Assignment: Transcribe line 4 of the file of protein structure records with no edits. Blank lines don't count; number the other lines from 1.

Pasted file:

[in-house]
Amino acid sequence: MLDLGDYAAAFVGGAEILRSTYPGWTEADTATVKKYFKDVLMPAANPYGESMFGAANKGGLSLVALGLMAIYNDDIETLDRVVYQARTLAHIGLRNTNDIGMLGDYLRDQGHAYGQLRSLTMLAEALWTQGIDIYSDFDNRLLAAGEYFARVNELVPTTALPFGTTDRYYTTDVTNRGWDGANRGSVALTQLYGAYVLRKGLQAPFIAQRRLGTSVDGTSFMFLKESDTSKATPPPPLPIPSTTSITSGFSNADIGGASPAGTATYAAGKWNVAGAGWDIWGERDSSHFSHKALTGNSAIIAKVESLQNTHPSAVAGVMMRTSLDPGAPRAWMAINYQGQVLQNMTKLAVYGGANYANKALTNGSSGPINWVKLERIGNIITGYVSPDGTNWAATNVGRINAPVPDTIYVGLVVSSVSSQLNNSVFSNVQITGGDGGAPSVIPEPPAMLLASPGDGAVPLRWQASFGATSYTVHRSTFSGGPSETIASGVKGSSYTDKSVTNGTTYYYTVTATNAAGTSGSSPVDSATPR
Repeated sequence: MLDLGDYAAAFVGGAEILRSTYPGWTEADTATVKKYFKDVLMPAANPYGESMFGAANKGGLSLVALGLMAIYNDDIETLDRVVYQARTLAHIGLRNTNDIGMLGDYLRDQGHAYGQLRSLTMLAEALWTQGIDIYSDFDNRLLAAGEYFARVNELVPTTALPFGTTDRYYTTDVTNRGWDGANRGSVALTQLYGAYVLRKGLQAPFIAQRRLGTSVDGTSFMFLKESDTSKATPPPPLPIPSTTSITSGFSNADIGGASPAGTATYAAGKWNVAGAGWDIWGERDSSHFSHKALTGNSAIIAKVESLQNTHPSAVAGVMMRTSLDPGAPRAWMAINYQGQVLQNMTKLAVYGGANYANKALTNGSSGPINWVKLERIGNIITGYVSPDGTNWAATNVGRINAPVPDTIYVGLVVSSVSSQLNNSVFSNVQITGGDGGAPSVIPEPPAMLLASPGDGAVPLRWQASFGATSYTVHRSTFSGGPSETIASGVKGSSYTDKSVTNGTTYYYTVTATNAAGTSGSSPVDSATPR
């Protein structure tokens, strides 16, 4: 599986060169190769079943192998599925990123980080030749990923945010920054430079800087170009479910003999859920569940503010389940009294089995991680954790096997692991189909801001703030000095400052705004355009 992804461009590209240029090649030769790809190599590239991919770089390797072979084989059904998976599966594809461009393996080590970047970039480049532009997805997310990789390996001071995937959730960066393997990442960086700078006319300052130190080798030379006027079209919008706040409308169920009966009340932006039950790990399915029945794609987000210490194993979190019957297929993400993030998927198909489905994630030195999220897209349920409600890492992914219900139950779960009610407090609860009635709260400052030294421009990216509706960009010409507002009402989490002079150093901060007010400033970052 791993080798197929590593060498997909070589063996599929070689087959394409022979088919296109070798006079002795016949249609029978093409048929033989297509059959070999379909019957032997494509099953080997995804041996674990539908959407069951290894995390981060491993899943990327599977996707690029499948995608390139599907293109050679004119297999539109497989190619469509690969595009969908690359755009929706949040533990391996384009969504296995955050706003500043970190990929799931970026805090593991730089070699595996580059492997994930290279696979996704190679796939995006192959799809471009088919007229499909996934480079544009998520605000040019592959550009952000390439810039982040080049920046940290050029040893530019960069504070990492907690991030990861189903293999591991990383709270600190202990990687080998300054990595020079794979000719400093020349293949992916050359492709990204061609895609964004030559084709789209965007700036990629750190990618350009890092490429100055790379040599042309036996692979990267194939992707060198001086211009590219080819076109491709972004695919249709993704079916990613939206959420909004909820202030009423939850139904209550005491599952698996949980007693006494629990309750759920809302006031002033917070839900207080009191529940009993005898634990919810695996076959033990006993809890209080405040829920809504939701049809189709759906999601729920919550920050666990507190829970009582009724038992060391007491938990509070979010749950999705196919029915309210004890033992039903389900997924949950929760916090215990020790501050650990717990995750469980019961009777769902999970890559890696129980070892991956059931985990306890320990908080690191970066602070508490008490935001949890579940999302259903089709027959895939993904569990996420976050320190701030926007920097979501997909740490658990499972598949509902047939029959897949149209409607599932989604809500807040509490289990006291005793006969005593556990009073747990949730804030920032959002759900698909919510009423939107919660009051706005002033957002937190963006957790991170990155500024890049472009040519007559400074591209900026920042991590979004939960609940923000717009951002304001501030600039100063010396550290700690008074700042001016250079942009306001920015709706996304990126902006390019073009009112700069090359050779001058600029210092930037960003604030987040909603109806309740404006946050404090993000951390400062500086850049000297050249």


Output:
């Protein structure tokens, strides 16, 4: 599986060169190769079943192998599925990123980080030749990923945010920054430079800087170009479910003999859920569940503010389940009294089995991680954790096997692991189909801001703030000095400052705004355009 992804461009590209240029090649030769790809190599590239991919770089390797072979084989059904998976599966594809461009393996080590970047970039480049532009997805997310990789390996001071995937959730960066393997990442960086700078006319300052130190080798030379006027079209919008706040409308169920009966009340932006039950790990399915029945794609987000210490194993979190019957297929993400993030998927198909489905994630030195999220897209349920409600890492992914219900139950779960009610407090609860009635709260400052030294421009990216509706960009010409507002009402989490002079150093901060007010400033970052 791993080798197929590593060498997909070589063996599929070689087959394409022979088919296109070798006079002795016949249609029978093409048929033989297509059959070999379909019957032997494509099953080997995804041996674990539908959407069951290894995390981060491993899943990327599977996707690029499948995608390139599907293109050679004119297999539109497989190619469509690969595009969908690359755009929706949040533990391996384009969504296995955050706003500043970190990929799931970026805090593991730089070699595996580059492997994930290279696979996704190679796939995006192959799809471009088919007229499909996934480079544009998520605000040019592959550009952000390439810039982040080049920046940290050029040893530019960069504070990492907690991030990861189903293999591991990383709270600190202990990687080998300054990595020079794979000719400093020349293949992916050359492709990204061609895609964004030559084709789209965007700036990629750190990618350009890092490429100055790379040599042309036996692979990267194939992707060198001086211009590219080819076109491709972004695919249709993704079916990613939206959420909004909820202030009423939850139904209550005491599952698996949980007693006494629990309750759920809302006031002033917070839900207080009191529940009993005898634990919810695996076959033990006993809890209080405040829920809504939701049809189709759906999601729920919550920050666990507190829970009582009724038992060391007491938990509070979010749950999705196919029915309210004890033992039903389900997924949950929760916090215990020790501050650990717990995750469980019961009777769902999970890559890696129980070892991956059931985990306890320990908080690191970066602070508490008490935001949890579940999302259903089709027959895939993904569990996420976050320190701030926007920097979501997909740490658990499972598949509902047939029959897949149209409607599932989604809500807040509490289990006291005793006969005593556990009073747990949730804030920032959002759900698909919510009423939107919660009051706005002033957002937190963006957790991170990155500024890049472009040519007559400074591209900026920042991590979004939960609940923000717009951002304001501030600039100063010396550290700690008074700042001016250079942009306001920015709706996304990126902006390019073009009112700069090359050779001058600029210092930037960003604030987040909603109806309740404006946050404090993000951390400062500086850049000297050249």